topic badge

Construct numbers (1000 to 10000)


Building numbers

When we build numbers, we look at how the number is made. We may have units, tens, hundreds, thousands or even bigger values in our number. 

objects to help

To help us, we can use objects to represent $1$1$10$10 , $100$100 and $1000$1000. Icy pole sticks are great for bundles of 10, and we can create $100$100 with $10$10 bundles of $10$10 and make numbers up to 1000. Once we start looking at bigger numbers, MAB blocks really help us. Here are the blocks we use

MAB blocks
1 1 100 1000

Building a number

In our first video, we look at what makes up a number in the thousands. We can break it into its parts and then look at how many thousands, hundreds, tens or units (ones) it has.


What number is this?

What if we have a number broken into parts and we need to figure out what the whole number is? We can do this by joining the parts together. 

We can also look at what happens when we have $10$10 or more of a number, as we have to do something special in that case. Take a look at Video  2, where we see how $14$14 of these  can be renamed as $1$1 of these  , and $4$4 of these .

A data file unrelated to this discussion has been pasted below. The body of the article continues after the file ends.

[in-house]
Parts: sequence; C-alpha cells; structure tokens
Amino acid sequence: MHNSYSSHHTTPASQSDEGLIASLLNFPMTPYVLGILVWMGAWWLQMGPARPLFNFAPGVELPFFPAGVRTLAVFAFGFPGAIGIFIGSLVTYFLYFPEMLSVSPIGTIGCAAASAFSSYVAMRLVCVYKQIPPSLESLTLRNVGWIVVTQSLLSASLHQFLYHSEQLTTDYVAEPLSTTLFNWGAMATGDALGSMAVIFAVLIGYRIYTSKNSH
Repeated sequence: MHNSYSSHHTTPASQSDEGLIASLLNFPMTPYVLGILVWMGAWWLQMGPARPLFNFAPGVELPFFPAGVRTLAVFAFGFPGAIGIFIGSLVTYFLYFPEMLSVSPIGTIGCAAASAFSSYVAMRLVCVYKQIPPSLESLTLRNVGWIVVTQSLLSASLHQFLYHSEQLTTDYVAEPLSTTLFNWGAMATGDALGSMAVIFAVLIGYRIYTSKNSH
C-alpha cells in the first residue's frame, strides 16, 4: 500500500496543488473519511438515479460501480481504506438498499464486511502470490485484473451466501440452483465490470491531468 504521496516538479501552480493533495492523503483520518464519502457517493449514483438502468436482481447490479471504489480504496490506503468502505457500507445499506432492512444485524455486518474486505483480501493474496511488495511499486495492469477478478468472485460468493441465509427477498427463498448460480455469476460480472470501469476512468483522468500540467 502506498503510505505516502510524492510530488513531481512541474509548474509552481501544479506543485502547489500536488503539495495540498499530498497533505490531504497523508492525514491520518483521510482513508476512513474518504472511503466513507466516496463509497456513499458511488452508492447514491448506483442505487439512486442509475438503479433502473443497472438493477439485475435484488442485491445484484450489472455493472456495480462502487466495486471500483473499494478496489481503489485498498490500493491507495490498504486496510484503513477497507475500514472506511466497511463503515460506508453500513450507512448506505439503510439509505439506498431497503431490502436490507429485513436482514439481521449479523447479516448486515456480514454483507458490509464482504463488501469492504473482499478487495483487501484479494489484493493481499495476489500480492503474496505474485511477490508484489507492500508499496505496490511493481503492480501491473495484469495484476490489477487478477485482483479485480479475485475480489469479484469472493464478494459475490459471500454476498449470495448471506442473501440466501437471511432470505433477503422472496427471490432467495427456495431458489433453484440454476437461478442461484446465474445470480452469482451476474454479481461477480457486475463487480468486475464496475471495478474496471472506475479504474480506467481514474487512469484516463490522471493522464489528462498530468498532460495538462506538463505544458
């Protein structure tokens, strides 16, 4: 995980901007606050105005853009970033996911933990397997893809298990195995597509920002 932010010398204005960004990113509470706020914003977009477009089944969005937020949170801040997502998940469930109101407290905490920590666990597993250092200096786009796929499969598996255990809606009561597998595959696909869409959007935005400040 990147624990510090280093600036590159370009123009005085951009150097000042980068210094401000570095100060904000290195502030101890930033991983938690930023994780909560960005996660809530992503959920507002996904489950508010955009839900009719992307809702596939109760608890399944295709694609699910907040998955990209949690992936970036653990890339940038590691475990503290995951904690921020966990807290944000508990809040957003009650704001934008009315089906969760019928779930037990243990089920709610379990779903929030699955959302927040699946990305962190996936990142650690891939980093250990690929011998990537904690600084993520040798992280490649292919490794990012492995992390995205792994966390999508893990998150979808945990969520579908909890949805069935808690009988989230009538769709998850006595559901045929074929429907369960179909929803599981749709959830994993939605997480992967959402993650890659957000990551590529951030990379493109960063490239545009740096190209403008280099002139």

If we have $10$10 or more of a particular value, we need to regroup.

E.g. $12$12 units is the same as $1$1 ten and $2$2 units.

Worked examples

Question 1

Answer the following questions.

  1. Write the number that is made up of $3$3 hundreds, $8$8 tens and $7$7 ones (units).

  2. Write the number that is made up of $2$2 thousands, $3$3 hundreds, $8$8 tens and $7$7 ones (units).

Question 2

For the following questions use the digits $4$4, $7$7, $2$2 and $5$5.

  1. Make the smallest number possible.

  2. Make the second smallest number possible.

Question 3

Let's look at the number $2365$2365.

  1. How many tens are in the number $2365$2365?

  2. How many hundreds are in the number $2365$2365?




Know how many ones, tens, and hundreds are in whole numbers to at least 1000.


Generalise that whole numbers can be partitioned in many ways

What is Mathspace

About Mathspace